Now that today I am better, with the love of friends who truly know what I am and what I am about in this world, in this body, in this lifetime, and from the high desert soaking rain — the high tumbling multi-shadowed clouds — with the help of the wind and its companion breezes — sunlight brilliant against the blue outlining edges — and the rainbow I saw this morning as I answered a friend — the full low humble rainbow arching close to me in the north as it called to me “I am here” — as all called to me “We are here! You are not alone! You are befriended. You can breath. You can relax and move away from those so-sharp razor edges that tell you — you have gone far enough. Come back now. Back to your body. Back to time and place.”
Yesterday I searched online for hours reading what neuroscientists in USA, China, Germany, Japan, Iran, India, the Netherlands, Israel — have found in the past two years about the brain. About especially brain wave oscillating rhythms. AH! They say.
Each single individual neuron responds and is responded to as these patterns of music play, region to region, community to community inside our skull. “Synchrony.” The scientists talk about. “Asynchrony.” 1 – 400 Hz. Do they know with their EEGs they are hearing the sound of the beat in the beta and gamma, alpha and theta music all seven-plus billion of us here on this planet (plus all of those animals) are singing together? Do they hear it? Can I hear it?
So focused I become when I search deep space through echannels. I follow and follow each trail of information, tendril wisps of vapor. Thoughts so small and ultimately so connected. All those trails lead in gigantic loops so far I search also for where the trails of thought turn to loop over and into and through one another. Sometimes this takes years.
The tiny little glial cells. I learned about them, too. (I want to learn more. But not now.) From the Greek word “glue.” They take on many tasks, but the one that I followed yesterday has to do with how they are the first “pioneers” (the researchers call them) to travel during fetal brain development into new territory, new geography in the newly formed skull, creating molecular signposts and molecular trails into new regions where other new cells will follow. The neurons segregate, congregate, speicialize and form communities that communicate with one another as they form our brain and our mind. Little “entrymen” as homesteaders like my father were called. Little homesteaders.
I also searched about the corpus callosum, the region of neurons at the center of our brain as they link the two halves of our brain together — our left and our right. Across this formation, through this bridge information is passed so our two brains can integrate and process and talk to one another. They decide. They know what matters, what doesn’t, why and how.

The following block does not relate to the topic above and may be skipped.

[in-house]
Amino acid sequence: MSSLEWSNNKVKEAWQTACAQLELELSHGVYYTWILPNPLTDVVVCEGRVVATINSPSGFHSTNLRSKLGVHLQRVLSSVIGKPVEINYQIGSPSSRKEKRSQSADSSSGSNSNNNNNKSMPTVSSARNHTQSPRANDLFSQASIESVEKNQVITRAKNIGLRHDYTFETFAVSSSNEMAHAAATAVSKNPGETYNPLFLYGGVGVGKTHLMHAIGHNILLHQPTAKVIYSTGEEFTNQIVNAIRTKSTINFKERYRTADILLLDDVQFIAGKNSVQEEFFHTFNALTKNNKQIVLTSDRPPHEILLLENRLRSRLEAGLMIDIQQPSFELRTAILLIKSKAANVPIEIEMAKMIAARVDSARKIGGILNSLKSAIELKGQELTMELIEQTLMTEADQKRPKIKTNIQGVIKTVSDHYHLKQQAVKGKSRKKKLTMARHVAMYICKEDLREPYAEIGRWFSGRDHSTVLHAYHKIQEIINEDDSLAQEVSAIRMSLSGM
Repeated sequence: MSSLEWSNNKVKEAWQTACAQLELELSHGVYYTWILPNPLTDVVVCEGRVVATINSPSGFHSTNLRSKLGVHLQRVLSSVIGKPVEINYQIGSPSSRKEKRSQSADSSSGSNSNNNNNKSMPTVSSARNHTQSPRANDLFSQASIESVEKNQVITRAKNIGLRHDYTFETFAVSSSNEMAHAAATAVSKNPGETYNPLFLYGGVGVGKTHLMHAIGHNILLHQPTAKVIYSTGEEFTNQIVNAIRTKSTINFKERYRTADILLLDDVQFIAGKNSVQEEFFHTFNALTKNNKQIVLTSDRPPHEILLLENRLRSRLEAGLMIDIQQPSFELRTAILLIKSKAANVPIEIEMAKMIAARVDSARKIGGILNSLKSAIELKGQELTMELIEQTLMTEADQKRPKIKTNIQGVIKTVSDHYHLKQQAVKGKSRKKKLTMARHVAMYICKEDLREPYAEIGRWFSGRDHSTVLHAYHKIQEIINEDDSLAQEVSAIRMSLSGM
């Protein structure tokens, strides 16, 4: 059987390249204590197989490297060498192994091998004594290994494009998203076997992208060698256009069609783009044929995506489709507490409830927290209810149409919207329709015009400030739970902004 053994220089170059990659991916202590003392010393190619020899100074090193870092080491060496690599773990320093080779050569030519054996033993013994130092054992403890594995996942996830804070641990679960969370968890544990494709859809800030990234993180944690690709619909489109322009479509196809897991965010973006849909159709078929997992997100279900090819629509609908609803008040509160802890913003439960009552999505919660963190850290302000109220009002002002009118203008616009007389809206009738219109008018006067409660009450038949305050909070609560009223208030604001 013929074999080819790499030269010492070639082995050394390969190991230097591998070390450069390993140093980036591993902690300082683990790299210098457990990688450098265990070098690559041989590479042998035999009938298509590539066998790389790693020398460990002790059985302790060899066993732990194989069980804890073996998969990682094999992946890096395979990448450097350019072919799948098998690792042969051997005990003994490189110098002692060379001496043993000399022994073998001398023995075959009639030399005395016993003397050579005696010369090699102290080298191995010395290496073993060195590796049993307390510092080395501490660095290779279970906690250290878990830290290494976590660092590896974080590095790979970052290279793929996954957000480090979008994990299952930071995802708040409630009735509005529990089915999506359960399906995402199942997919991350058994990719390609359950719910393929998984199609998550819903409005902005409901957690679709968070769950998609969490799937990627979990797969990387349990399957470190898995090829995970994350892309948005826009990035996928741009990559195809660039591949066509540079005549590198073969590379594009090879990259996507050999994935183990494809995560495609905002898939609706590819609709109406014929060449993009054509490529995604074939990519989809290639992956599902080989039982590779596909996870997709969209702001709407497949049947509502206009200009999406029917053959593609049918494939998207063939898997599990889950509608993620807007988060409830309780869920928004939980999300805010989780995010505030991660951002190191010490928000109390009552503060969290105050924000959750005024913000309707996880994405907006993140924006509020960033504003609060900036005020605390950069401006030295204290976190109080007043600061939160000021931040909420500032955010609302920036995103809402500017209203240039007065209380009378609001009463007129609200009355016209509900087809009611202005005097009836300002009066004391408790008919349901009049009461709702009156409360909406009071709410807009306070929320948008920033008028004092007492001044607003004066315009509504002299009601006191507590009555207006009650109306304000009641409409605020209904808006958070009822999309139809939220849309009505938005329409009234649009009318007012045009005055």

At the same time I know from previous study that early trauma changes all of this for its survivors. Both our brain hemispheres, our corpus callosum – and so much more. All changed. We have a different kind of brain. Always, I ask of mine, “Who are you? What do you know and how do you know it and how do I find out what you know? Different knowledge. We know it in different ways.
Yesterday I followed with my left brain (I am quite sure) volumes of factual detailed information that is written and published in little tiny unrelated pieces. My right brain was left far behind, unable to sing to me, “This is what all of this means!” Sing loudly. Sing insistently.
But when I follow what intrigues me in the PubMed online database with my windows open and the research flooding my poor old worn laptop, it slows down, so far down I am forced to stop. Close this world down. Lose all of my trains of intent thinking, reboot my computer from dead stop-off, and begin again. This is frustrating. This slows ME down.
I dream of having a big room with large flat high-quality monitors covering its walls so I can put on them all those thoughts when I find them — sit back — walk around — read those research thoughts as the works of wonderous discovery of truth and beauty that they are!
As it is, I have no printer to even print them. Which is just as well. Last time I did this searching (about 5 years ago – so much new has been discovered!) I filled over 60 feet of running board bookshelf feet with binders full of reports on the state of a miniscule snippet of the cosmos that fascinates me — the human body, especially the brain. Eventually I felt crowded. I emptied it all into the ground and fed it to my garden worms.
Today. I am back to ink pen in hand, riding my writing as I would the perfect steed. Wind in my hair while I empty 10-20 pens a week at least and think “What a frustrating waste of manufacture and resources.” Pens are created cheaply today and sold with so little ink. No longer can I find them refills. Most of them don’t even open. But, no, I have yet to sharpen a quill and find a pot of ink to ride with across lines on paper until long after sunset.
(I have 180-page spiral notebooks all over my house where I can lay my hands on one in an instant. All purchased for two bucks each at our small town’s Family Dollar store. No college ruled sheets to be found in this town. I make do.)
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